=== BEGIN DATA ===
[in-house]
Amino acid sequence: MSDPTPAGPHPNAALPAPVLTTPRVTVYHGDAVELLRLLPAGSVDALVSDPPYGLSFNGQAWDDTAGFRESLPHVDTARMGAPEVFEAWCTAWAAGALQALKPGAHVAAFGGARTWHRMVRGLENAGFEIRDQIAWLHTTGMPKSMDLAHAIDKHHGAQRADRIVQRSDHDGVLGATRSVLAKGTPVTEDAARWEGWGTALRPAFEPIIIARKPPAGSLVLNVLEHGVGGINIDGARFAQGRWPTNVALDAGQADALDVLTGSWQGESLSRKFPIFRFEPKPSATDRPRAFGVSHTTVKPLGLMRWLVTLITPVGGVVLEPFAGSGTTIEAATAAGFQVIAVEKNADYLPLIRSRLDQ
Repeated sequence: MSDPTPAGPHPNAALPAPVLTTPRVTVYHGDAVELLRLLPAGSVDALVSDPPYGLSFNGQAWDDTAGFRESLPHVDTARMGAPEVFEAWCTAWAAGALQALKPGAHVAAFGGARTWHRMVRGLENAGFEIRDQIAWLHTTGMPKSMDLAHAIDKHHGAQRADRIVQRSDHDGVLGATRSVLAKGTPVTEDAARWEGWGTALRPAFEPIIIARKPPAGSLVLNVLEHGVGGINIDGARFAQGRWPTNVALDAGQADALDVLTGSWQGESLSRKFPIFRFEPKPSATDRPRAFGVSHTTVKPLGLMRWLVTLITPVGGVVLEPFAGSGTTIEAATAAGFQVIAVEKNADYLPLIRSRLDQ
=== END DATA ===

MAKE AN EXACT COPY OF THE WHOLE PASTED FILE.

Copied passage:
[in-house]
Amino acid sequence: MSDPTPAGPHPNAALPAPVLTTPRVTVYHGDAVELLRLLPAGSVDALVSDPPYGLSFNGQAWDDTAGFRESLPHVDTARMGAPEVFEAWCTAWAAGALQALKPGAHVAAFGGARTWHRMVRGLENAGFEIRDQIAWLHTTGMPKSMDLAHAIDKHHGAQRADRIVQRSDHDGVLGATRSVLAKGTPVTEDAARWEGWGTALRPAFEPIIIARKPPAGSLVLNVLEHGVGGINIDGARFAQGRWPTNVALDAGQADALDVLTGSWQGESLSRKFPIFRFEPKPSATDRPRAFGVSHTTVKPLGLMRWLVTLITPVGGVVLEPFAGSGTTIEAATAAGFQVIAVEKNADYLPLIRSRLDQ
Repeated sequence: MSDPTPAGPHPNAALPAPVLTTPRVTVYHGDAVELLRLLPAGSVDALVSDPPYGLSFNGQAWDDTAGFRESLPHVDTARMGAPEVFEAWCTAWAAGALQALKPGAHVAAFGGARTWHRMVRGLENAGFEIRDQIAWLHTTGMPKSMDLAHAIDKHHGAQRADRIVQRSDHDGVLGATRSVLAKGTPVTEDAARWEGWGTALRPAFEPIIIARKPPAGSLVLNVLEHGVGGINIDGARFAQGRWPTNVALDAGQADALDVLTGSWQGESLSRKFPIFRFEPKPSATDRPRAFGVSHTTVKPLGLMRWLVTLITPVGGVVLEPFAGSGTTIEAATAAGFQVIAVEKNADYLPLIRSRLDQ